Dear Annie: For 20 years, I've considered my sister, "Trina," my best friend. A couple of years ago, she was transferred into a very difficult work position. Trina has had a hard life, and I wanted to be there for her through thick and thin.
However, when I needed emotional support from her this year, it wasn't there. I shared how hurt I was, but apparently I wasn't tactful enough. Trina felt I was criticizing her. Now we don't talk on the phone anymore. She says she is "busy." Instead, we exchange brief emails. When I text, she replies a day or two later, saying, "Sorry, I didn't see your text." She has walled herself off and tells me, "Just accept me as I am."
The problem is, I feel used. I was her rock all those years, with long, encouraging calls, helping with finances, taking trips to support her. I don't need her to reciprocate all of those things, but from time to time, I long for a little empathy.
I don't know how to deal with my feelings. Shall I just give up? The communication coming from Trina is pretty clear. If it were a friend doing this, I would move on. Trina has asked me to come for our annual summer visit, but I don't feel comfortable pretending there's a relationship when one no longer exists.
How do I honor Trina's feelings and also my own? — Former Sister
Dear Sister: Trina is a better taker than giver. She has probably always been this way, but you didn't notice until you needed her. (This is not an uncommon dynamic in many relationships.) Trina avoids you now because she recognizes that she has disappointed you. And she's right about one thing: You have to accept her as she is. Please visit her this summer. She's your sister. We're sure she has many good qualities, so try to focus on those. You can still enjoy her company if you understand her limitations.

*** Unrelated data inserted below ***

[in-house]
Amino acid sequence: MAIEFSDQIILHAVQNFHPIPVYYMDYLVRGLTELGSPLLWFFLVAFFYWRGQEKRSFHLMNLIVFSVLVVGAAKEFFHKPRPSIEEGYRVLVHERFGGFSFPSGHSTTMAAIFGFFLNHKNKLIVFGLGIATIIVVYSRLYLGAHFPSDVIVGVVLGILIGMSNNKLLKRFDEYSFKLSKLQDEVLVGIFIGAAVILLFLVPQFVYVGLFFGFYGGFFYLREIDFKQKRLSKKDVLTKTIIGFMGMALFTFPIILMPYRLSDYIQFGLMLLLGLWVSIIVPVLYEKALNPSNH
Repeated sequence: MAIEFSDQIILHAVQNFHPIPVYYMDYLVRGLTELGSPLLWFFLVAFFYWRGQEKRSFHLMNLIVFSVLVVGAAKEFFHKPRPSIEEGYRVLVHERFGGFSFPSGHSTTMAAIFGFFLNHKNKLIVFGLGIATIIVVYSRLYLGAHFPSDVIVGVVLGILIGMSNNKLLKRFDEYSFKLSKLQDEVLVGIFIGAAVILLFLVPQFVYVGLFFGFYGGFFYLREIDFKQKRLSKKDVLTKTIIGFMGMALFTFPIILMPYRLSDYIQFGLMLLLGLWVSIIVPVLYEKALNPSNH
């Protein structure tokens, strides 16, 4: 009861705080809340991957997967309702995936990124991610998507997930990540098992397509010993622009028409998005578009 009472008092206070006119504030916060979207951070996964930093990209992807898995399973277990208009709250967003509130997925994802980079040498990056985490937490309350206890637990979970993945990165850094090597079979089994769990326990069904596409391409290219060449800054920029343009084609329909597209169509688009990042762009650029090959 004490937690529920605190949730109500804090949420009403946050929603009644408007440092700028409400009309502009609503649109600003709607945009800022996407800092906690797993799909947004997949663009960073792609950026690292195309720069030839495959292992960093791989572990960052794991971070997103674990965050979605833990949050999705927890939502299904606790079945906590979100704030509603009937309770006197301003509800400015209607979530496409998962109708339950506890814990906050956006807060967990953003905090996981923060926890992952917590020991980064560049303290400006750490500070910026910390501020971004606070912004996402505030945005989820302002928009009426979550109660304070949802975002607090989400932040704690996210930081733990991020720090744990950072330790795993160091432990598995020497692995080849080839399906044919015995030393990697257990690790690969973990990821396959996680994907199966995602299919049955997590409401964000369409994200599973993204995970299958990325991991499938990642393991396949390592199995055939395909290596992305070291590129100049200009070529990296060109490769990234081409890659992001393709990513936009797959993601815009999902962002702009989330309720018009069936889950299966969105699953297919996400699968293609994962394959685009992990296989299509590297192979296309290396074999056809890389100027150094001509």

Dear Annie: My son recently turned 50. First he lost his job, and then he was in an accident. I let him stay with me until he settled the accident lawsuit, but he blew that money and is still here.
He is on disability now and is waiting for housing in an apartment complex for the disabled, but I have no idea how long it will take. The stress of him being here and all the junk he's accumulated is wreaking havoc with my respiratory system and taking a toll on my mental health.
On top of that, I would like to care for my 3-year-old grandson while his parents are at work. I can't deal with both a 50-year-old and a toddler. How can I get my son to leave? — Tired of Mothering Him
Dear Tired: If your son is waiting for housing, it could take a while. In the meantime, talk to his doctor and local social service agencies to see what help is available right now. Then set a time limit, and tell your son he has until then to find other accommodations. Perhaps his siblings, relatives or friends will lend a hand until his housing options become a reality.
Dear Annie: This is in response to "Steve in Ohio," who asked about family members having the same name. It is an Italian custom to name the firstborn son after the grandfather. My oldest uncle named his son Salvatore, as did another uncle two years later. A year after that, my parents named me Salvatore. Our parents eliminated confusion by calling one Big Sal, the other Little Sal and I was Roger, my middle name.
It worked out fine until I went into the military. An investigation revealed that there was no one with that name born at the hospital I had indicated. To straighten everything out, I had to legally change my name to Roger. — The Villages, Fla.
This Classic Annie's Mailbox column was originally published in 2012. To find out more about Classic Annie's Mailbox and read features by other Creators Syndicate writers and cartoonists, visit Creators Syndicate at www.creators.com.